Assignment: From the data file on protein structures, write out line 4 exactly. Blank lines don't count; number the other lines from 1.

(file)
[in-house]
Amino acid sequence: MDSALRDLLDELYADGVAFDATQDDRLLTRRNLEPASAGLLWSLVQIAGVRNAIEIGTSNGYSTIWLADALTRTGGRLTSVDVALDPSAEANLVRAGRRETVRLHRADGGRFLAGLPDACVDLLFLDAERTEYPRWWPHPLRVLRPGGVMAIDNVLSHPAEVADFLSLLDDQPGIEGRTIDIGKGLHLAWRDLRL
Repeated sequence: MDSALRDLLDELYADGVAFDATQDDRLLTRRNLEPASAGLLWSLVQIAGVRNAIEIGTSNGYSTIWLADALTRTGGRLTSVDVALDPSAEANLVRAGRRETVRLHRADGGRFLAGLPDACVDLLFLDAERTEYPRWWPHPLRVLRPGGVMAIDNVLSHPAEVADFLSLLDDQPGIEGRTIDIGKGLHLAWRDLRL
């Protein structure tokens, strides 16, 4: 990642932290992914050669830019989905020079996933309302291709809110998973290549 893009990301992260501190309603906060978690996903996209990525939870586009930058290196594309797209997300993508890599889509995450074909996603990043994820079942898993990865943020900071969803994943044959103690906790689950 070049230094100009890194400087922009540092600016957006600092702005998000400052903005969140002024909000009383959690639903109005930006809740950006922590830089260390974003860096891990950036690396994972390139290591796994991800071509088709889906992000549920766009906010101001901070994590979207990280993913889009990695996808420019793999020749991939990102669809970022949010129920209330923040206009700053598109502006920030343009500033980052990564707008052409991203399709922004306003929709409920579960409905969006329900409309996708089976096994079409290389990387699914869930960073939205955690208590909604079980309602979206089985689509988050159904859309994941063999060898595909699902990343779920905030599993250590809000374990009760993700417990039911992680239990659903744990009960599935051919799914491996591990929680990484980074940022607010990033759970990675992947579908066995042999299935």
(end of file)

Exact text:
């Protein structure tokens, strides 16, 4: 990642932290992914050669830019989905020079996933309302291709809110998973290549 893009990301992260501190309603906060978690996903996209990525939870586009930058290196594309797209997300993508890599889509995450074909996603990043994820079942898993990865943020900071969803994943044959103690906790689950 070049230094100009890194400087922009540092600016957006600092702005998000400052903005969140002024909000009383959690639903109005930006809740950006922590830089260390974003860096891990950036690396994972390139290591796994991800071509088709889906992000549920766009906010101001901070994590979207990280993913889009990695996808420019793999020749991939990102669809970022949010129920209330923040206009700053598109502006920030343009500033980052990564707008052409991203399709922004306003929709409920579960409905969006329900409309996708089976096994079409290389990387699914869930960073939205955690208590909604079980309602979206089985689509988050159904859309994941063999060898595909699902990343779920905030599993250590809000374990009760993700417990039911992680239990659903744990009960599935051919799914491996591990929680990484980074940022607010990033759970990675992947579908066995042999299935």